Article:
NHL Western Conference season preview

Zach Remelius, Courier Staff

 

CENTRAL DIVISION

No. 1 St. Louis Blues: The defending Stanley Cup Champions are set to make another run at a title after singing “Gloria” all summer long. Basically everyone returns (except for Patrick Maroon) and the team added Justin Faulk last week to add to the defense. Faulk will become the power play quarterback and that unit should improve after an embarrassing showing in the playoffs at point. Jordan Binnington will have to prove he is a legit number one goalie with the ever-shaky Jake Allen backing him up. Alex Pietrangelo, Colton Parayko, Justin Faulk and Vince Dunn will lead a strong defense while the offense hopes young guys like Robert Thomas and Oskar Sundqvist can take those proverbial next steps.

No. 2 Dallas Stars: The team that came the closest to knocking off the champs should be even stronger this year. A streaky offense should be improved with the addition of Joe Pavelski and the young guns like Roope Hintz improving. The top three on defense of John Klingberg, Miro Heiskanen and Esa Lindell is solid, but the bottom three need work. Ben Bishop is back to man the net and he is a Vezina candidate if he can remain healthy, which has been a problem in the past. The Stars are a contender in the west for the first time since 2016 but will need a couple breaks to break through.

No. 3 Nashville Predators: The forgotten team of the Central Division Nashville made a couple of big moves. They traded away P.K. Subban to the Devils and used the money to sign Matt Duchene to bolster the second line. The worst power play in the league will need work and Duchene will certainly help. Pekka Rinne is another year older and his time to win a cup is coming to a close. A strong defense led by Roman Josi will need to replace Subban’s production and the first candidate will be youngster Dante Fabbro. This is a big season for the Preds after last year’s disappointing first round exit.

No. 4 Colorado Avalanche: This team is young, fast and exciting and they are almost ready to break through. A nifty move trading away Tyson Barrie and Alex Kerfoot brought in Nazem Kadri to help with the depth scoring after the big three on the top line. The Avs also brought in Andre Burakovsky and Joonas Donskoi to help on the wings. Samuel Girard and rookie Cale Makar will anchor the defense. Makar made quite an impact last year when he was called up for the playoffs and is in consideration for the Calder. This might not be the year the Avalanche are going to win the Cup, but they will be a force to be reckoned with for a long time.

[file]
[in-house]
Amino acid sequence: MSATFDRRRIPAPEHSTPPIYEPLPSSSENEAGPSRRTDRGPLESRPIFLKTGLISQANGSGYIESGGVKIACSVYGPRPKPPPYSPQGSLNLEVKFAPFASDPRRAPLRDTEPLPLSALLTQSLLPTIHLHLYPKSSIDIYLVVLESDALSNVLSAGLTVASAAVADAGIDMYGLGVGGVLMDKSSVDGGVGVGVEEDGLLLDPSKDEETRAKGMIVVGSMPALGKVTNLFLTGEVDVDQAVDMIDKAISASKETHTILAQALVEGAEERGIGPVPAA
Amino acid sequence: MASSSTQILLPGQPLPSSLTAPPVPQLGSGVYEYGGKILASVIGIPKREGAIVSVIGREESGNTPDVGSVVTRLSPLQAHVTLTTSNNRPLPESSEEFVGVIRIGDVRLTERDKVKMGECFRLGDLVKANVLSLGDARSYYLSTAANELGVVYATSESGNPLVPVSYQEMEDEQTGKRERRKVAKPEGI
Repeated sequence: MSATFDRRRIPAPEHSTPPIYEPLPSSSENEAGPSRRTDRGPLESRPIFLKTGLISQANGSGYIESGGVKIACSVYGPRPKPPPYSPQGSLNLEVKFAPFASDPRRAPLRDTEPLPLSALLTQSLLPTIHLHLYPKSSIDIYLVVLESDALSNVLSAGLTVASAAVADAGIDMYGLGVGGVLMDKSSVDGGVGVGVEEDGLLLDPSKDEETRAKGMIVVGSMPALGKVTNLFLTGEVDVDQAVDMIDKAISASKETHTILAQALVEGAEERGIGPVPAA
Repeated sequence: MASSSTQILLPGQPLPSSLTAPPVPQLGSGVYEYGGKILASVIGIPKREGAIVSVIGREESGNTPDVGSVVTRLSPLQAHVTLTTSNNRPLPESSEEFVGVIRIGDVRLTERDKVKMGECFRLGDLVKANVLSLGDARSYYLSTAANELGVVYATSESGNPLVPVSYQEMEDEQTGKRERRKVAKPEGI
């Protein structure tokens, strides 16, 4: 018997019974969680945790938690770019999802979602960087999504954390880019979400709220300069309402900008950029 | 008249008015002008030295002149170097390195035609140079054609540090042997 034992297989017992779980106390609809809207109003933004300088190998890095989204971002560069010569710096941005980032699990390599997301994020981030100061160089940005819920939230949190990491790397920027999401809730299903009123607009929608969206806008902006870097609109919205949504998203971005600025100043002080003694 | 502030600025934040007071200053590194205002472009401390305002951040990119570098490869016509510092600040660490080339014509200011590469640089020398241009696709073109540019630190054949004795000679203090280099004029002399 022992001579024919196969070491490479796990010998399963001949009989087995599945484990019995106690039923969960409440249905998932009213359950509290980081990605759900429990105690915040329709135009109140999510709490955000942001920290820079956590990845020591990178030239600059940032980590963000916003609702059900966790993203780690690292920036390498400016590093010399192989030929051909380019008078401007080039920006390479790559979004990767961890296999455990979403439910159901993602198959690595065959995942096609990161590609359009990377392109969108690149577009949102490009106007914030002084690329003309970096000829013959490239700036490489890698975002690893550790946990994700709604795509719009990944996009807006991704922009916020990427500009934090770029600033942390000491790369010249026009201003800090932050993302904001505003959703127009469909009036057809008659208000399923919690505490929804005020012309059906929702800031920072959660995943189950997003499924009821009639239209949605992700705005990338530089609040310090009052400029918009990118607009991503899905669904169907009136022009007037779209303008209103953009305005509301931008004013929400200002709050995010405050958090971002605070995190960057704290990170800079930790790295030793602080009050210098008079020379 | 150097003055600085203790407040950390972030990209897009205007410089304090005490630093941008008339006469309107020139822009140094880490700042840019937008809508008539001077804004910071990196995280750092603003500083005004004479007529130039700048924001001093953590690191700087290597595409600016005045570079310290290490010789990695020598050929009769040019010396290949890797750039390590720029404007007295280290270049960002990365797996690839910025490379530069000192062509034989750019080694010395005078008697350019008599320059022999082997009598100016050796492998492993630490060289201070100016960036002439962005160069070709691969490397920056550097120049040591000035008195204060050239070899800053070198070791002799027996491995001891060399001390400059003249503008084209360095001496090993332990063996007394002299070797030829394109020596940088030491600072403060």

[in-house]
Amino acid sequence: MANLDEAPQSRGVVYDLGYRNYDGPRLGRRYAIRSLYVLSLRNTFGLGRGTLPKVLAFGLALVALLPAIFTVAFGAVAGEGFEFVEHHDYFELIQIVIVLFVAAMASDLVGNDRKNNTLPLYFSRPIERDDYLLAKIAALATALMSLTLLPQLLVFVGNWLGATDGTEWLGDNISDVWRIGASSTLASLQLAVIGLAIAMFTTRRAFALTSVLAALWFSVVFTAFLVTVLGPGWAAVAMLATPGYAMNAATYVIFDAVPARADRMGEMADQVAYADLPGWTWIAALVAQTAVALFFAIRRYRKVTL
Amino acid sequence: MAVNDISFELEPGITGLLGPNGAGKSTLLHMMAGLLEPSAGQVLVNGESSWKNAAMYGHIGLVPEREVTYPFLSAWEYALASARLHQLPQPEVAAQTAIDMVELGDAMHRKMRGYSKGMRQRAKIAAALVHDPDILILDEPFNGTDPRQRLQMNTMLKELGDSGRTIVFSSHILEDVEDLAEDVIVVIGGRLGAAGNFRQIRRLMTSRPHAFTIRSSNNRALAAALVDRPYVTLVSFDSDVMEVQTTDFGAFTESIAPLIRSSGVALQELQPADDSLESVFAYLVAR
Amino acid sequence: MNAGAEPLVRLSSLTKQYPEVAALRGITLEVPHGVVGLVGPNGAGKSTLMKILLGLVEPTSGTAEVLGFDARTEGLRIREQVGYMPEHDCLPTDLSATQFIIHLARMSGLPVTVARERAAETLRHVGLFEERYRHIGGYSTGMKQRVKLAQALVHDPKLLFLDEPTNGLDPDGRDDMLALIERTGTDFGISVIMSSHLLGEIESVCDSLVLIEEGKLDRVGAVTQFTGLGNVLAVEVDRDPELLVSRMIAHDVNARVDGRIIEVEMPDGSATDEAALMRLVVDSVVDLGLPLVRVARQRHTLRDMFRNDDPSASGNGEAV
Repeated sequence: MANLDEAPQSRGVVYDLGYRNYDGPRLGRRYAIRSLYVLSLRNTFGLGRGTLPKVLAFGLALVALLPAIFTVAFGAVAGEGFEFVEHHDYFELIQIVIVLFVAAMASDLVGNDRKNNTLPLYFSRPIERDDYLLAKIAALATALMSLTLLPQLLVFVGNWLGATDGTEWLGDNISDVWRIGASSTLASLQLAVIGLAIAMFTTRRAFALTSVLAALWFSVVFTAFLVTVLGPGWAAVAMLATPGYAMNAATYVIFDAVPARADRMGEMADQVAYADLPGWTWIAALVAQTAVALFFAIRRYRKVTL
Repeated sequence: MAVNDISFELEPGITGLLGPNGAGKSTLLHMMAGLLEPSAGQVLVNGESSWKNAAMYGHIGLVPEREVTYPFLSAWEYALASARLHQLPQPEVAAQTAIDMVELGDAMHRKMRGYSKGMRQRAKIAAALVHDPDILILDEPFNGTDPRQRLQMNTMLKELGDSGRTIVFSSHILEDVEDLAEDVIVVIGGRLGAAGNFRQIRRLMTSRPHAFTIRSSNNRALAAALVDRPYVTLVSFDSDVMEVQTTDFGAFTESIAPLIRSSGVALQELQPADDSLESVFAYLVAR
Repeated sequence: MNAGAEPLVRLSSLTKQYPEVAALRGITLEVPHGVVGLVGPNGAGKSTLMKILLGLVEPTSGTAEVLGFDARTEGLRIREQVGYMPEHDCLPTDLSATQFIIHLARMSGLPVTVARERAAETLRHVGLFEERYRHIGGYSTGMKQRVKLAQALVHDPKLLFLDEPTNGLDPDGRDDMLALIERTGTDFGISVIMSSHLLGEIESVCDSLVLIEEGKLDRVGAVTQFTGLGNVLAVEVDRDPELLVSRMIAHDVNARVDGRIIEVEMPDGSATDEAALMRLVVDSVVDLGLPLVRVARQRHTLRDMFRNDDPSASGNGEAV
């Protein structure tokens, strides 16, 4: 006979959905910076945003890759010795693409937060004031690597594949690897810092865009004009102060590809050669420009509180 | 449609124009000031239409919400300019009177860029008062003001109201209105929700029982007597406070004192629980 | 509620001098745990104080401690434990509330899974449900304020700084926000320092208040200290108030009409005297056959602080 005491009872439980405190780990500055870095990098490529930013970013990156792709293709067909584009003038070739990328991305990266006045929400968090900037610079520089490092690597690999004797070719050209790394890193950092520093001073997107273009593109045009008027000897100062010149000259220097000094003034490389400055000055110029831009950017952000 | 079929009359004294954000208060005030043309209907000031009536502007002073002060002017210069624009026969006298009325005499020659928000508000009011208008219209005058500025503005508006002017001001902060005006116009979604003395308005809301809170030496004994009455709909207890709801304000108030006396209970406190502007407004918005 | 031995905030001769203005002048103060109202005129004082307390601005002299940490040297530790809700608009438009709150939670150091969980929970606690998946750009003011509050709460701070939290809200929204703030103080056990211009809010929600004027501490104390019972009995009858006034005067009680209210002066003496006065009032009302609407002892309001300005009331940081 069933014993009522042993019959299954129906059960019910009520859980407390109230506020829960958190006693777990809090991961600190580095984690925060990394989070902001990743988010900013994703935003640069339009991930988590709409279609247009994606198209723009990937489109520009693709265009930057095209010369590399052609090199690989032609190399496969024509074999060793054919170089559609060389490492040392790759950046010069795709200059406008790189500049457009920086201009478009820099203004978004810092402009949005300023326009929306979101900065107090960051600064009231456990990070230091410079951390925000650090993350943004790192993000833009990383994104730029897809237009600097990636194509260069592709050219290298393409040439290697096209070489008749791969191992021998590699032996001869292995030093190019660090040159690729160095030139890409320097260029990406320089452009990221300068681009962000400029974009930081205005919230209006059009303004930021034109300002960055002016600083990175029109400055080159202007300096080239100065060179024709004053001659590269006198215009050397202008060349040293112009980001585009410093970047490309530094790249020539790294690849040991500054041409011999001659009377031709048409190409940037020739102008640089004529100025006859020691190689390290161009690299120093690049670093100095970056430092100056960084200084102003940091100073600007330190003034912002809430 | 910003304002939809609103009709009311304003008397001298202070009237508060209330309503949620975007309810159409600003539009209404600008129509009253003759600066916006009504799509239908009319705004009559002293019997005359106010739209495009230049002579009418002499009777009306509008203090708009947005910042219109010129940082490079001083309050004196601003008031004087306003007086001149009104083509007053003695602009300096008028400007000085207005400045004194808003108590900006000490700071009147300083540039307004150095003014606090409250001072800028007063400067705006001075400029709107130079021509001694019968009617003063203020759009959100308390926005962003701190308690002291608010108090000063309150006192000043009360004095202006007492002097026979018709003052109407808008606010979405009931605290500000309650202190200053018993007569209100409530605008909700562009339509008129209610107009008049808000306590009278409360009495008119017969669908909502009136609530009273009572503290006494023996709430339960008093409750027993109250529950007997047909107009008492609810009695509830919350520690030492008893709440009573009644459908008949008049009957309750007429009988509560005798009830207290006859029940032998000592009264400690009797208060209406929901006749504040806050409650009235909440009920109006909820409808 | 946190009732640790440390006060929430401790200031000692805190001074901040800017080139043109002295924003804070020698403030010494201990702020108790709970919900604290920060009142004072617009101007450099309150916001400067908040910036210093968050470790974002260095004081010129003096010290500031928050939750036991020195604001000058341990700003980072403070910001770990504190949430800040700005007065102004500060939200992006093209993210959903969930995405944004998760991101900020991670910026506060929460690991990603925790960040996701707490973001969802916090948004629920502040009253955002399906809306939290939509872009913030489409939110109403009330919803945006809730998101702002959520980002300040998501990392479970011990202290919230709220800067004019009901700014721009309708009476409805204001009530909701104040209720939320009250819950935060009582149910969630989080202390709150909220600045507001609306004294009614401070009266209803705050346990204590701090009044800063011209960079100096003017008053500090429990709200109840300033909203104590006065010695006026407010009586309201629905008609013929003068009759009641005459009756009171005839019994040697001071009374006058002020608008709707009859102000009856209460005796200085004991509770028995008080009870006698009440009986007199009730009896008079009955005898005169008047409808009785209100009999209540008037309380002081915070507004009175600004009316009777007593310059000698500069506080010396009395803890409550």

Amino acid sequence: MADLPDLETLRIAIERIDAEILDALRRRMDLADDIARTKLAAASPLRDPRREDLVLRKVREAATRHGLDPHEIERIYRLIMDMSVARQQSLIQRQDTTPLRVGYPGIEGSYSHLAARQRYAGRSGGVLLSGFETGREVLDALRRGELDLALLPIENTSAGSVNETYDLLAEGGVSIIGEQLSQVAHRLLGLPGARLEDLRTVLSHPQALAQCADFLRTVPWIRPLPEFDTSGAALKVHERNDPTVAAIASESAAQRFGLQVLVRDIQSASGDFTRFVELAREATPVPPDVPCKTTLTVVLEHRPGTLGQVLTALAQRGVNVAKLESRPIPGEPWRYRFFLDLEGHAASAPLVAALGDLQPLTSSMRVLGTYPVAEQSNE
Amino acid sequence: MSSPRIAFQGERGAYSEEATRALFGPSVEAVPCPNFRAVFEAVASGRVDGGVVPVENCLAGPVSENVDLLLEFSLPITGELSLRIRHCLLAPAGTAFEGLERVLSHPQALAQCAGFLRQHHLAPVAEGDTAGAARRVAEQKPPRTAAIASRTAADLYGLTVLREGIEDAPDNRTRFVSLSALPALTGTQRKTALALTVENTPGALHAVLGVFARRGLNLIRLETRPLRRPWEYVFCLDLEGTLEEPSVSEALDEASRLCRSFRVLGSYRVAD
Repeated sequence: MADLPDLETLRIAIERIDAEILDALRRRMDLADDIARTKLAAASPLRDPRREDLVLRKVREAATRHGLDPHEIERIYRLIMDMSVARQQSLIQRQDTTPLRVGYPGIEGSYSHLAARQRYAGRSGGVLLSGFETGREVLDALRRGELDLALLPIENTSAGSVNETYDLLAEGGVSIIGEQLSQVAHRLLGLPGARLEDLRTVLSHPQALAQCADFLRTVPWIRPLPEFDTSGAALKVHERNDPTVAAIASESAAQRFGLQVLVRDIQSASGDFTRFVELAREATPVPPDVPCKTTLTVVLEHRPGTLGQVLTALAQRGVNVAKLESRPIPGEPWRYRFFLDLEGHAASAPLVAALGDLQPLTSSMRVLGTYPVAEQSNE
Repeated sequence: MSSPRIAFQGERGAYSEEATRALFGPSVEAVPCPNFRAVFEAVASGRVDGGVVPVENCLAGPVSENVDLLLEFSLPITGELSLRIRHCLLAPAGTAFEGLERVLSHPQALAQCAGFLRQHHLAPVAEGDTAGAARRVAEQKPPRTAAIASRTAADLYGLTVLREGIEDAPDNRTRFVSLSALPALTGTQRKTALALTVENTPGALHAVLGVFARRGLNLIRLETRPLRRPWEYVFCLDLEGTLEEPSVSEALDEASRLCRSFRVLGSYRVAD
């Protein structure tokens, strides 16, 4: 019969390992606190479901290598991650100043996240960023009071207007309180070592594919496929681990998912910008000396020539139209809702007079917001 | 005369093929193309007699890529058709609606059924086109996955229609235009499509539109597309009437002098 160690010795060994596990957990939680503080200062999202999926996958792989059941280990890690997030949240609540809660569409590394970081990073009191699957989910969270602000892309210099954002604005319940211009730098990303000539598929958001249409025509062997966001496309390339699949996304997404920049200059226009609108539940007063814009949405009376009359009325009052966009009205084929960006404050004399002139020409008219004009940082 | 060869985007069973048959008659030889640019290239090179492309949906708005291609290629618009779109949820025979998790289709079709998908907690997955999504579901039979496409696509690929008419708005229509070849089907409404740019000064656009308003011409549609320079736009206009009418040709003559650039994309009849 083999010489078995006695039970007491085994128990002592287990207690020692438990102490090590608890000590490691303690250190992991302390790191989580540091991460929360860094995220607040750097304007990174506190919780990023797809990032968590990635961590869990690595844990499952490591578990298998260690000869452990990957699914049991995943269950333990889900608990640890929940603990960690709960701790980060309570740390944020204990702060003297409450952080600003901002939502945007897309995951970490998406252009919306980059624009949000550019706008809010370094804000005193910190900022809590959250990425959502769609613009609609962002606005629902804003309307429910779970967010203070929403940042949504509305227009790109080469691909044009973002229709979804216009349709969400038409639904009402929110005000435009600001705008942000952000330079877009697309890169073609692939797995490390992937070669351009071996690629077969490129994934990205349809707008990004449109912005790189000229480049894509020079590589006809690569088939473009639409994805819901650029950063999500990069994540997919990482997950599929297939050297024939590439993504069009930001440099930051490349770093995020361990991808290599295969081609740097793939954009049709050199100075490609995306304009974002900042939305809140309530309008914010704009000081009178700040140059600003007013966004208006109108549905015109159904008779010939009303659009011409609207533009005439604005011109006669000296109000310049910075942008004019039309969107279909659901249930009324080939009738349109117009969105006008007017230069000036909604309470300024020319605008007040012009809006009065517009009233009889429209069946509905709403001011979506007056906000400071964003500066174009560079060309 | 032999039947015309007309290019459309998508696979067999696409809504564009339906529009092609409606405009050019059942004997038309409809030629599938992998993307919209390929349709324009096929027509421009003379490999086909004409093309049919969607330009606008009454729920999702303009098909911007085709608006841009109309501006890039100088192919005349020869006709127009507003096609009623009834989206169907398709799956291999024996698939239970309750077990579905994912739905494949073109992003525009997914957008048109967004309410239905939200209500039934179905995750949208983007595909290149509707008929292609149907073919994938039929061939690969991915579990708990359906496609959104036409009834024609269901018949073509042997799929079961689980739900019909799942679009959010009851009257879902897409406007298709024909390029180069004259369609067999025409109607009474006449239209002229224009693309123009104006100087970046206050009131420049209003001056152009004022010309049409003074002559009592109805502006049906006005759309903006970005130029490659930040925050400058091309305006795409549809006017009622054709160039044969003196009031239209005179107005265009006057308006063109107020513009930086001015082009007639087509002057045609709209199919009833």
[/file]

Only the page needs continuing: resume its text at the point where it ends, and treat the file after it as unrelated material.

No. 5 Chicago Blackhawks: We all know how awful the defense was last year, so Stan Bowman went out and made some changes by bringing in Olli Maata and Calvin De Haan. In a vacuum, those moves are fine, but they don’t improve things that much. The defense is full of a bunch of second and third pairing guys. The offense is loaded, but Jonathon Toews isn’t going to be a point-per-game guy again. He has only been that once before last season. Robin Lehner was a good acquisition, but it remains to be seen how he does in front of a leaky defense instead of a stout one like he had with the Islanders. The Hawks, however, should be a playoff team with Patrick Kane and Alex DeBrincat leading the way.

No. 6 Winnipeg Jets: Seventeen months ago, this team was getting ready to play Vegas in the Western Conference Final. The Jets were set up to be a dominant team for years and be the next power in the NHL. Here we are getting ready for 2019 and no one is quite sure what this team is. After some hard negotiations, the Jets were able to bring back Kyle Connor and Patrik Laine. Laine has made some comments that make you question his commitment to the Jets. On defense, Jacob Trouba and Tyler Myers are gone and Dustin Byfuglien is currently on a leave of absence and no one is sure when he will be back, if at all. That’s a lot to lose and this team is in a transition period.

No. 7 Minnesota Wild: The biggest story about the Minnesota Wild that came out over the summer was a piece at The Athletic done by Michael Russo about the tenure of former general manager Paul Fenton, so it was an interesting offseason to say the least. Mats Zuccarello was added to make offense go and Kevin Fiala is a guy that should improve. The defense is largely fine with Matt Dumba leading the way and Devin Dubnyk isn’t a bad goalie. The problem is that this roster is devoid of big time difference makers and the division is so good that the Wild are in a tough spot.

PACIFIC DIVISION